Welcome to part 2 in our series about the extensibility of NetWeaver Developer Studio (NWDS) through plug-ins.
In the Pimp Up My NWDS Part 1 I showed up a way to install and manage additional plug-ins in NWDS without modifying the standard file structure to much. This approach gives you more flexibility when doing an upgrade and also helps you maintaining the same set of plug-ins for two different NWDS installations on the same machine, e.g. for NetWeaver04 (6.40) and NetWeaver2004s (7.0).
In this part I want to show you a plug-in that will check your code using static code analysis to give hints to possible bugs and anti patterns and inefficient code. This way it will help you write better and often faster code.
PMD finds possible problems and shortcomings in your programs by analysing the Java source code. It does this by using a set of rules that you can run on your programs source code to find unused variables, unnecessary object creation, empty catch blocks, and so forth. Rules in PMD are defined in an extensible way that lets you write your own rules specific for your organization or project.
PMD is already covered in a Analysing your Java code with PMD so I wont go into many details but show you how to use it in NWDS. If you want to get deeper knowledge about PMD there is also a book PMD Applied written by one of its lead developers, Tom Copeland.
As most of todays plug-ins PMD is currently developed for Eclipse 3.x but there is one brave hero still maintaining an Eclipse 2.x version named pmd-eclipse-2.3 that is only one minor version behind the official release. You can get it at PMDs official download site. After downloading follow the instructions for installation covered in Pimp Up My NWDS Part 1.
Correctly installed PMD will give you two ways to check your code in NWDS. One way is to trigger the code checks manually against single files, folders or projects. Therefore you have to select a node or element in the Navigation view. Right click the element and the resulting context menu will show an entry PMD with several subentries. Select Check Code With PMD to start it.
The other way is to enable PMD in the project properties. Here you can also define a specific rule set for you project. This way code analysis will executed each time a file is added or saved.
The results of the code check will be displayed in the Tasks view or in the special PMD Violations view, which gives a more tailored display and more specific filtering options.
The PMD Violations view gives a more detailed view on the detected problems. It includes e.g. a severity level for each entry to help you prioritize your pending violations or filter the displayed entries. In case you dont remember the cause of the violation you can also get more detailed information for each of the violated rules by selecting Show Rule from the context menu for an entry.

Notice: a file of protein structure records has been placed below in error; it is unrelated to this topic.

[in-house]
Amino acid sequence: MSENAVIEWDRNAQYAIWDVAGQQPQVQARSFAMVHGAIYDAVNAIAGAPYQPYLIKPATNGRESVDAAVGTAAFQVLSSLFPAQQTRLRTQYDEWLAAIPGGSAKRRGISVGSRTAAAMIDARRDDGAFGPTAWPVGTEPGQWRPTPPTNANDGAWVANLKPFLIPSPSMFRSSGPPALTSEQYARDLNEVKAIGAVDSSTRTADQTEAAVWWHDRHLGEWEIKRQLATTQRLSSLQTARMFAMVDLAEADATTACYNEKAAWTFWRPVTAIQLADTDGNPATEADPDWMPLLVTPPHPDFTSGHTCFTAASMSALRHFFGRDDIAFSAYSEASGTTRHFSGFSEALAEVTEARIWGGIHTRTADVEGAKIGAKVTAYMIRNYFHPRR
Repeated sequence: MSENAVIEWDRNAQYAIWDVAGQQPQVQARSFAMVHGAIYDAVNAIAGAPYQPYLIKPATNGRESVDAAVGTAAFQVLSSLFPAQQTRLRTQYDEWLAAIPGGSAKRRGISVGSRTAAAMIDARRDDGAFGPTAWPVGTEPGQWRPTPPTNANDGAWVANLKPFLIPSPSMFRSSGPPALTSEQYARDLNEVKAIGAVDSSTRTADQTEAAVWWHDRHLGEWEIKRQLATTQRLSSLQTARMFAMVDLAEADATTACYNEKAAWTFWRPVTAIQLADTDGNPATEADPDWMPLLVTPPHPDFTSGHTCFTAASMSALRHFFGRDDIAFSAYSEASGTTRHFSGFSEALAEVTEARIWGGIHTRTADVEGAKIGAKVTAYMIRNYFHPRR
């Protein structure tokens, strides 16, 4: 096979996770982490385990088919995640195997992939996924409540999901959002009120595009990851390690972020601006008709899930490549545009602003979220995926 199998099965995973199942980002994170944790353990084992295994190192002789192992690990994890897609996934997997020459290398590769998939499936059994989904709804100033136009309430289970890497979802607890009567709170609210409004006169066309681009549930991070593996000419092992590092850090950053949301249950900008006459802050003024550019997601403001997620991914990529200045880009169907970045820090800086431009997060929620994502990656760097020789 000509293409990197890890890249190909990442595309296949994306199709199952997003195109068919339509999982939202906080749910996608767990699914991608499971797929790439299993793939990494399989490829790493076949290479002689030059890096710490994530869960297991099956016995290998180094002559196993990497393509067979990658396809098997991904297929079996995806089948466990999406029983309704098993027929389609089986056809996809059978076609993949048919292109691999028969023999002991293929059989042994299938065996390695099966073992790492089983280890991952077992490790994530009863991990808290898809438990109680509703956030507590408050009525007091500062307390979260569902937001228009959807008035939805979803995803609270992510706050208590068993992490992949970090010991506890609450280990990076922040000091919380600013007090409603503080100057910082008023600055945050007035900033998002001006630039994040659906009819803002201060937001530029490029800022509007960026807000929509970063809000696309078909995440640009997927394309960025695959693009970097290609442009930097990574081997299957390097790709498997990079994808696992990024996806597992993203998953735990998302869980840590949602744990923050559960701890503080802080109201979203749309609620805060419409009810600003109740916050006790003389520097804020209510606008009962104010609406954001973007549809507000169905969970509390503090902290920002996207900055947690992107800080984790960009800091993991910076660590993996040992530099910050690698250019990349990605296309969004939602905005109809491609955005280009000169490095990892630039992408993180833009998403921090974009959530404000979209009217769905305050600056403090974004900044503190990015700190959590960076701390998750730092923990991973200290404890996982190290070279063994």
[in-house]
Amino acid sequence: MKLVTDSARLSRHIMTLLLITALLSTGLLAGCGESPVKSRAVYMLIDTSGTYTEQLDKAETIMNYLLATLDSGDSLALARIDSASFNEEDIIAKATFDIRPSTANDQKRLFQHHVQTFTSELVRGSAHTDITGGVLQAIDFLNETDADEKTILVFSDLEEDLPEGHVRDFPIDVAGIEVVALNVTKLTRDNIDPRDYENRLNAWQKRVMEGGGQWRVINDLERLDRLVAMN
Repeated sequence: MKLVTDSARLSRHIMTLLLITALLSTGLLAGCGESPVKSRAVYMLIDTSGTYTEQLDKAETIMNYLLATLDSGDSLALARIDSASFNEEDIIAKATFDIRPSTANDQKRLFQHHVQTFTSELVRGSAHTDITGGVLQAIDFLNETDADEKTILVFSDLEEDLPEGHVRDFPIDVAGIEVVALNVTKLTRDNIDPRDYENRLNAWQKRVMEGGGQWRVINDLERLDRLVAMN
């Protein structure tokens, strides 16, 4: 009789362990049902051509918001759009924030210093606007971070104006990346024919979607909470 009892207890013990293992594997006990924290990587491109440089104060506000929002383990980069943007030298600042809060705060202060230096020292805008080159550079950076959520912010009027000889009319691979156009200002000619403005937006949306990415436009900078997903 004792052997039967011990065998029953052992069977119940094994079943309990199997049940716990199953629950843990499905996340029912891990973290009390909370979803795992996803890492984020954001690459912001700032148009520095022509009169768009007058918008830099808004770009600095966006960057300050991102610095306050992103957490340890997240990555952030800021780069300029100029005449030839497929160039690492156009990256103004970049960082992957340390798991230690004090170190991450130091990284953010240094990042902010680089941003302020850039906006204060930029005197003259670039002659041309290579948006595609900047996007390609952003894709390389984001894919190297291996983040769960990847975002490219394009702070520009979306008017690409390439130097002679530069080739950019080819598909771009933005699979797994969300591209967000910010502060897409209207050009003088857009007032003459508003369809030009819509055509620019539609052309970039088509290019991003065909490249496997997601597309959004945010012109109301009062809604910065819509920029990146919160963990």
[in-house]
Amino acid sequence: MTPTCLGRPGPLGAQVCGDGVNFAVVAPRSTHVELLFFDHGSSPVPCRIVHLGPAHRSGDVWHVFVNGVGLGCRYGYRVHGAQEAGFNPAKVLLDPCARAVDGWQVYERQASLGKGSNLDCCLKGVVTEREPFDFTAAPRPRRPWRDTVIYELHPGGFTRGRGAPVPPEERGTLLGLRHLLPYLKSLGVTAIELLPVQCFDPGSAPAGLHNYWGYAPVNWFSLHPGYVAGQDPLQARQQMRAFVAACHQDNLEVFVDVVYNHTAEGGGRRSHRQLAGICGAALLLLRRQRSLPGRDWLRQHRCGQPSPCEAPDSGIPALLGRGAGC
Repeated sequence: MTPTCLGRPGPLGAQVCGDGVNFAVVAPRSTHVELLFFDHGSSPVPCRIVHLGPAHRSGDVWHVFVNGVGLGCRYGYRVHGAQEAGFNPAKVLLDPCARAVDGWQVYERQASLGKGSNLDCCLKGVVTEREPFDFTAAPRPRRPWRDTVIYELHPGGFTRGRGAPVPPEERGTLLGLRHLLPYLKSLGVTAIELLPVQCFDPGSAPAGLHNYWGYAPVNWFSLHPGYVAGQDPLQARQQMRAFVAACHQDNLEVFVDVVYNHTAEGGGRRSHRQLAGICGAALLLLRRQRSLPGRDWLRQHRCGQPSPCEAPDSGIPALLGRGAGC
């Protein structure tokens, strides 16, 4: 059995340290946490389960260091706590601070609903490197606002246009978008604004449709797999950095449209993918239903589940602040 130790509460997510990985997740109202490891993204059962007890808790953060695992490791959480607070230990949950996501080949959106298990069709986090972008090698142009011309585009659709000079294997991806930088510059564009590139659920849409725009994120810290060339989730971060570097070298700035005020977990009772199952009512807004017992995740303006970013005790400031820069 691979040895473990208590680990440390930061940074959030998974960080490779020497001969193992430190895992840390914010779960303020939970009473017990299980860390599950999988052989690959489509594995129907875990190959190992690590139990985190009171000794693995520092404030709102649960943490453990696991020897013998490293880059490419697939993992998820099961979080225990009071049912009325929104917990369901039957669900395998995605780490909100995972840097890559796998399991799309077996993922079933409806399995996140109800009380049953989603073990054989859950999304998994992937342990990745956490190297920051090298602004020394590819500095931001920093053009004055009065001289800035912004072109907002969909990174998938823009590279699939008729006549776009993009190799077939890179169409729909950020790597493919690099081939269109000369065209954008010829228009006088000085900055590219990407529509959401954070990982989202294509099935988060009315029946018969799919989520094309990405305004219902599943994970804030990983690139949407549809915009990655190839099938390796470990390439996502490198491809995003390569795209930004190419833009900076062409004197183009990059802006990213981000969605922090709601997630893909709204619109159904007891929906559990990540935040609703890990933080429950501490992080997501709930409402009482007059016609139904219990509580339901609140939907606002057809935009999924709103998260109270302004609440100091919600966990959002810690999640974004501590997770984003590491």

Either if you use PMD for your own project or if you introduce coding standards into an organisation it is a good practice to tailor the number of rules to the specific needs. In a project this set can be defined by a joint decision and then imported into each single NWDS.
To configure a NWDS global rule set (project specific rule sets can be defined in the project properties) open the Preferences window and go to the PMD->Rules Configuration entry. Here you can see a list of all the available PMD rules. From this list, you can go through the rules, adjust priorities, modify any of the other rule-specific properties, or remove any rules you don’t need. If necessary export your defined set and import it to any other NWDS.
Thats basically all you need to know about PMD in an NWDS environment. Lets hope that the Eclipse 2.x version will be maintained another couple of month (or years?) until we get our hands dirty in a New York (a.k.a. NetWeaver 7.1) project.
Checkstyle and Findbugs
There are two other well knows tools that can help you in your development process in a similar way like PMD.
Checkstyle by Oliver Burn also analyses your code, like PMD, using the Java source. There is an Eclipse plug-in available named CheckClipse. Even though you still find a compatible 2.x version on the download page it wont be maintained anymore and is frankly two years old now. But maybe you like it and give it try anyway or use the stand alone version.
Code analyser FindBugs by Bill Pugh takes a different approach on this topic. It examines your class or JAR files looking for potential problems by matching your bytecodes against a list of bug patterns. Checking is also done using a set of rules but because it works on the bytecode the results of course very different from what you would get with PMD or Checkstyle. Sadly the Eclipse 2.x plug-in situation is the same as with Checkstyle so if you want to try it out in NWDS you have to deal with an old version from 2004 or use the stand alone version.
PMD and similar tools can help you significantly reduce the time and afford involved in code reviews. All code conventions and best practices, which can be described by rules, can automatically be verified in the development process. Seamlessly integrated into your IDE they popup if necessary and get out of the way otherwise. On the other hand any automated code analysis wont replace human code reviews, as there will always be errors that cant be detected by machine analysis.
Thats it for part 2 of Pimp Up My NWDS. The last thing thats missing is to point you to a nice weblog by Maksim Rashchynski The Story About How 2 Eclipse Plugins helped me to make a lot of points on SDN forum were he talks about JadEclipse and JAR Class Finder, two plug-ins which helped him getting points in the forms. Thanks Maksim!